In silico biology: How math and computer science teach us about life

Author: Hayley Warsinske

Editors: Molly Kozminsky, Ellyn Schinke, Irene Park

We live in a world of science and technology. Biomedical research helps improve our lives everyday by providing us with vital information about everything from hygiene to Alzheimer’s disease. Computers provide us with access to wealth of information on any subject in an instant and expedite many of our daily activities. Often these two worlds overlap and computers are also used to provide scientists with information about our own health and survival to facilitate biomedical research.

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Science behind-the-scenes: (Almost) Everything grade school taught you about science is wrong

By Bryan Moyers

Do you remember being taught the “Scientific Method” in school? There were always slight variations, but it went something like:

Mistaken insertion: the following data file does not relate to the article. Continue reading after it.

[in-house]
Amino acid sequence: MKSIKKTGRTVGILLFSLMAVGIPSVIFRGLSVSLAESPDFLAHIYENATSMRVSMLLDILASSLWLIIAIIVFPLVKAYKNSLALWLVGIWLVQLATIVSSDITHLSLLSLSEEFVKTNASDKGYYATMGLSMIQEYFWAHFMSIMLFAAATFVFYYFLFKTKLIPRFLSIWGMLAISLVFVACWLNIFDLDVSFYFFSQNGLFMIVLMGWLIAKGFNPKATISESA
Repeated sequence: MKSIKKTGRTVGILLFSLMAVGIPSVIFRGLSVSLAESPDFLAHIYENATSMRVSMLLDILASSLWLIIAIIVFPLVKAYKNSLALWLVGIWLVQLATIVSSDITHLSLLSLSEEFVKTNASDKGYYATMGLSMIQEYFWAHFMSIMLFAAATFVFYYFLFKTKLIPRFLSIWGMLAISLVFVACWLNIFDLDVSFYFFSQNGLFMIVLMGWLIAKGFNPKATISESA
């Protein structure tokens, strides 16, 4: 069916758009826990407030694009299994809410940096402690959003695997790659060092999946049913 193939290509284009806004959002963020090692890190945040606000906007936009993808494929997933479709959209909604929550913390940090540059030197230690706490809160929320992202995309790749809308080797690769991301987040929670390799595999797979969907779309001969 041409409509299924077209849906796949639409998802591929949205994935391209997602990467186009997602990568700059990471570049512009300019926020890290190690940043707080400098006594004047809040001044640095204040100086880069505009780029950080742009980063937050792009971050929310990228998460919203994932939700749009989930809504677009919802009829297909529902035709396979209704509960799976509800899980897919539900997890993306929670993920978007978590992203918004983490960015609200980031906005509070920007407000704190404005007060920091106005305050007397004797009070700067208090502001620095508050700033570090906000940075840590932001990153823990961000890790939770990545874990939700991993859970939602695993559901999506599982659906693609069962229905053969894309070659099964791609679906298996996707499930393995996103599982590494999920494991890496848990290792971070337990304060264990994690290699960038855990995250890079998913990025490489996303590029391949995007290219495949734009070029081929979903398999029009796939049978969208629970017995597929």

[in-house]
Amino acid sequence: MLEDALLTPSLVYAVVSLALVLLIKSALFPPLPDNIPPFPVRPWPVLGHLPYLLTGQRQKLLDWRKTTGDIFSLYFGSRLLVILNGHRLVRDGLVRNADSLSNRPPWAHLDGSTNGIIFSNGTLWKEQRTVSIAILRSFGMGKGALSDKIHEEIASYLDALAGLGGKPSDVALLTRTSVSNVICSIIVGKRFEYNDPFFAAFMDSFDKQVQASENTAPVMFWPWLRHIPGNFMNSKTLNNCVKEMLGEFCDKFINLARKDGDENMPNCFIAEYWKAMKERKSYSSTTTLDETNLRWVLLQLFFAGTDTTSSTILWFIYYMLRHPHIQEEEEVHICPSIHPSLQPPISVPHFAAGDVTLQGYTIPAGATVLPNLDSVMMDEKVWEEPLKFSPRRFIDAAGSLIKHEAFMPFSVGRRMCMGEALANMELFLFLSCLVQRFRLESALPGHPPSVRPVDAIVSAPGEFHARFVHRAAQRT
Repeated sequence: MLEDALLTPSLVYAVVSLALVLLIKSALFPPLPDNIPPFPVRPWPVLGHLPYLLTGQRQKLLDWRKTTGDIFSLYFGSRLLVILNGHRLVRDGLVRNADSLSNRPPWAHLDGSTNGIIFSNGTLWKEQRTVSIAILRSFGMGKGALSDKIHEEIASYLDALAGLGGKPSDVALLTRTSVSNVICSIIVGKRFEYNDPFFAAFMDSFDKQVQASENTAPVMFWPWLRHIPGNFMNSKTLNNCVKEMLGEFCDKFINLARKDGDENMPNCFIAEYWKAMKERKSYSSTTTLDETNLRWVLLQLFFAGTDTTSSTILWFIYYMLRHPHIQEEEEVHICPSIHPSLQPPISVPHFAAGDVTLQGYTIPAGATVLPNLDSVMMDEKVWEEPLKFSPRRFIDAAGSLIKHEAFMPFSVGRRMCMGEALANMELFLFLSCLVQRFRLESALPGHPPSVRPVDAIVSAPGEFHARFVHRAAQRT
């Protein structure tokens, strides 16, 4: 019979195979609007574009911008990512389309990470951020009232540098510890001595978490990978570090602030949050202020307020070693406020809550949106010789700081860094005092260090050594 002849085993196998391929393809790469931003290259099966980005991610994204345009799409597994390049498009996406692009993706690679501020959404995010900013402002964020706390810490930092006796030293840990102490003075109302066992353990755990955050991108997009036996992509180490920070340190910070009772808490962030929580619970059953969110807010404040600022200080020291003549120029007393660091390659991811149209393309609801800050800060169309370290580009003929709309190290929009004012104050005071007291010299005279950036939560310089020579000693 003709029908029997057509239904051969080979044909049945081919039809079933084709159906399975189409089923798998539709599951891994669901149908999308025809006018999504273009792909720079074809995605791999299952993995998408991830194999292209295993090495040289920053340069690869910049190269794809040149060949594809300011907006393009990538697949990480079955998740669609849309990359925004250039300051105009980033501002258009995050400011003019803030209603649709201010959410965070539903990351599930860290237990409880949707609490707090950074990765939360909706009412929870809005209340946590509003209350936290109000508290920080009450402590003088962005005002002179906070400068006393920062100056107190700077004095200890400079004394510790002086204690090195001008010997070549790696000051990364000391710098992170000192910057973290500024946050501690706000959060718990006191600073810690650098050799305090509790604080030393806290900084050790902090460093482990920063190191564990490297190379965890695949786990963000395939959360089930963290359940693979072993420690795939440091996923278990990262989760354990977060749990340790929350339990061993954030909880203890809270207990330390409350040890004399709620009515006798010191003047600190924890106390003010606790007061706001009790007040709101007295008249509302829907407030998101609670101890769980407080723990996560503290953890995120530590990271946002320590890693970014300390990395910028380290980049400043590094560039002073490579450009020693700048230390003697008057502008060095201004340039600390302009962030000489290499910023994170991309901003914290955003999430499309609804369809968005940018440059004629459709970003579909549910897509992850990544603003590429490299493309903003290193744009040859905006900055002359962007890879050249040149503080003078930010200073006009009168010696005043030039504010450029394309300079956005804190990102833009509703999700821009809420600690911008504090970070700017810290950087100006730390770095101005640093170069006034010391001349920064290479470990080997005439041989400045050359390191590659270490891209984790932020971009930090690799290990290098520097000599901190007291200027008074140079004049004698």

1. Ask a question
  2. Do background research
  3. Form an educated guess (hypothesis)
  4. Test your hypothesis by doing an experiment
  5. Analyze your data and draw a conclusion
  6. If your hypothesis is wrong, return to step 3 with a new hypothesis.
  7. Communicate your results

These steps seem like a great tool to introduce students to science.  They’re simple and easy to understand once the teacher explains words like “hypothesis” and “experiment”.  If you’re like me, perhaps you remember it seeming straightforward—scientists follow a linear set of steps that produce powerful results. Teachers drilled that method into us grade after grade.  If only they weren’t completely wrong. Continue reading “Science behind-the-scenes: (Almost) Everything grade school taught you about science is wrong”